Taking a walk to the library would hardly be considered an extra special treat for most active young children. However, for 11-year-old Nicolò, last week marked the first time he’d been allowed outside of his home in Venice, Italy since it went into total lockdown on March 8th.
“Gloves, masks, disinfectant and distance. These are the keys to keeping us all safe.”
In recognition of just how hard this experience has been on the country’s youth, the Italian government gave permission for children’s clothing stores, bookstores and libraries to reopen their shop fronts first, beginning on April 14th. Nicolo’s mother, Tania, summed up the post-pandemic guidelines like this: “Gloves, masks, disinfectant and distance. These are the keys to keeping us all safe.”
Forty miles away in Bassano del Grappa, Lorenza Manfrotto is preparing to reopen her family-run bookstore, Palazzo Roberti. This two-story independent shop has been selling books, stationery and staging events in the local area since 1998.
The safety and health of Manfrotto’s employees and clients are top of mind, so much so that she requested a visit by Spisal, the government service which oversees preventative hygiene and security in workplaces. After spending the day with two technicians, she prepared a letter to send to all employees. Once again, the four main guidelines to reopen the store are at the forefront of her instructions.
Employees and customers must wear gloves and masks
Depending on the region, Italian citizens are either required or encouraged to wear masks and gloves when leaving the house. Manfrotto has purchased facemasks for all employees and installed hand sanitizer stations around the store and at each entrance.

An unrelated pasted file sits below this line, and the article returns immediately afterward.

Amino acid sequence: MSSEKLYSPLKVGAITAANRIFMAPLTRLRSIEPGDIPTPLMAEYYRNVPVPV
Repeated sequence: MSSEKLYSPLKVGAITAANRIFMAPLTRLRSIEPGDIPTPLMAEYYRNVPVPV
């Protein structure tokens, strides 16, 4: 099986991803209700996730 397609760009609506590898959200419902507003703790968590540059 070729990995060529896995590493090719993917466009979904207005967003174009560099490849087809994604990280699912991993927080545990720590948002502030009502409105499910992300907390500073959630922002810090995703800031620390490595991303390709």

The bookstore will require customers to disinfect their gloved hands before coming inside. She notes, “We want to minimize the likelihood that they go around touching merchandise with dirty gloves.”
Retailers are adapting to in-store social distancing requirements
Implementing social distancing measures is one of the big challenges Italian businesses are facing as they plan to reopen stores. Not only do they have to consider how many customers can safely be in the store at a time, they also have to think about their employees.
In the case of Palazzo Roberti, the Spisal technicians recommended that employees stagger their arrival and departure times and avoid congregating in the area set aside for storing their personal items.
Rather than outline a set of strict requirements for stores to reopen, the government is giving advice and working with businesses to determine how to protect people from one another within closed environments. For example, businesses must limit the number of people based on the square footage of their space, but they can choose whether to implement strict pathways around a shop or one-way signs for aisles. Shops can also choose to put up plexiglass barriers at pay points or to equip staff with plastic visors to cover their face. Palazzo Roberti will announce social distancing reminders in the shop every 30 minutes.